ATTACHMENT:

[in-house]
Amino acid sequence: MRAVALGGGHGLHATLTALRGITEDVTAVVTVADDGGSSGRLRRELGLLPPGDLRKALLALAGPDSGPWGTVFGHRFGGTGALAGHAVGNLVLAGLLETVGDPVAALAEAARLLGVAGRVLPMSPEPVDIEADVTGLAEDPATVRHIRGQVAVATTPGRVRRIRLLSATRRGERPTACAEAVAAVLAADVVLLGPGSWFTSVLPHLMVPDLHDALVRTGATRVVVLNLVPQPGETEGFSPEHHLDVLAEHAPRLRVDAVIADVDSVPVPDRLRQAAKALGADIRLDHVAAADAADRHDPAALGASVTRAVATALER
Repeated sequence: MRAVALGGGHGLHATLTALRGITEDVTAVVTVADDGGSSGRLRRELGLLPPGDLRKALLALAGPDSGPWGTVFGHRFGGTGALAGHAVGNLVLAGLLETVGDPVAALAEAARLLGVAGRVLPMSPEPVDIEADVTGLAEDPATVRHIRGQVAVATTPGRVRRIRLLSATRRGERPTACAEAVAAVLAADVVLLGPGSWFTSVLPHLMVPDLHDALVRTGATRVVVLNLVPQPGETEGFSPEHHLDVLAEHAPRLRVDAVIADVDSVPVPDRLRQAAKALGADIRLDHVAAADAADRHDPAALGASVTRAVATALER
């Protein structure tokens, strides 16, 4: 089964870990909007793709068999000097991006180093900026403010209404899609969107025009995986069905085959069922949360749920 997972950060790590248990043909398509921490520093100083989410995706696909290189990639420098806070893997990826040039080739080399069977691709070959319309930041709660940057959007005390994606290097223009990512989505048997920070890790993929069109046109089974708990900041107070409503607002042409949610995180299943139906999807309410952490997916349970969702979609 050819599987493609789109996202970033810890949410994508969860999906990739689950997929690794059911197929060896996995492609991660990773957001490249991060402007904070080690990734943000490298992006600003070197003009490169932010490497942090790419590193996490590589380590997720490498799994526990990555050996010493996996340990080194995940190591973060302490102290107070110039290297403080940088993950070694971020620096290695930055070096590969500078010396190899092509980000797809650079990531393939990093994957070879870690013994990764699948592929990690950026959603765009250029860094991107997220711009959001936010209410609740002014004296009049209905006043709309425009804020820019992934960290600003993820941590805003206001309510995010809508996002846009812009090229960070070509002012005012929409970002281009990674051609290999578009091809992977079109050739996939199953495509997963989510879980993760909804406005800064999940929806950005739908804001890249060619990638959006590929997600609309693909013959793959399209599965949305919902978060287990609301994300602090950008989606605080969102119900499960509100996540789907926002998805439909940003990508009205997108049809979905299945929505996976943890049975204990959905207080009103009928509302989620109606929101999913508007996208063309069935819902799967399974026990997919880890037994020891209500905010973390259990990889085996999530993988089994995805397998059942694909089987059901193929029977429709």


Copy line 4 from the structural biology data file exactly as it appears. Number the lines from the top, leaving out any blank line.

């Protein structure tokens, strides 16, 4: 089964870990909007793709068999000097991006180093900026403010209404899609969107025009995986069905085959069922949360749920 997972950060790590248990043909398509921490520093100083989410995706696909290189990639420098806070893997990826040039080739080399069977691709070959319309930041709660940057959007005390994606290097223009990512989505048997920070890790993929069109046109089974708990900041107070409503607002042409949610995180299943139906999807309410952490997916349970969702979609 050819599987493609789109996202970033810890949410994508969860999906990739689950997929690794059911197929060896996995492609991660990773957001490249991060402007904070080690990734943000490298992006600003070197003009490169932010490497942090790419590193996490590589380590997720490498799994526990990555050996010493996996340990080194995940190591973060302490102290107070110039290297403080940088993950070694971020620096290695930055070096590969500078010396190899092509980000797809650079990531393939990093994957070879870690013994990764699948592929990690950026959603765009250029860094991107997220711009959001936010209410609740002014004296009049209905006043709309425009804020820019992934960290600003993820941590805003206001309510995010809508996002846009812009090229960070070509002012005012929409970002281009990674051609290999578009091809992977079109050739996939199953495509997963989510879980993760909804406005800064999940929806950005739908804001890249060619990638959006590929997600609309693909013959793959399209599965949305919902978060287990609301994300602090950008989606605080969102119900499960509100996540789907926002998805439909940003990508009205997108049809979905299945929505996976943890049975204990959905207080009103009928509302989620109606929101999913508007996208063309069935819902799967399974026990997919880890037994020891209500905010973390259990990889085996999530993988089994995805397998059942694909089987059901193929029977429709």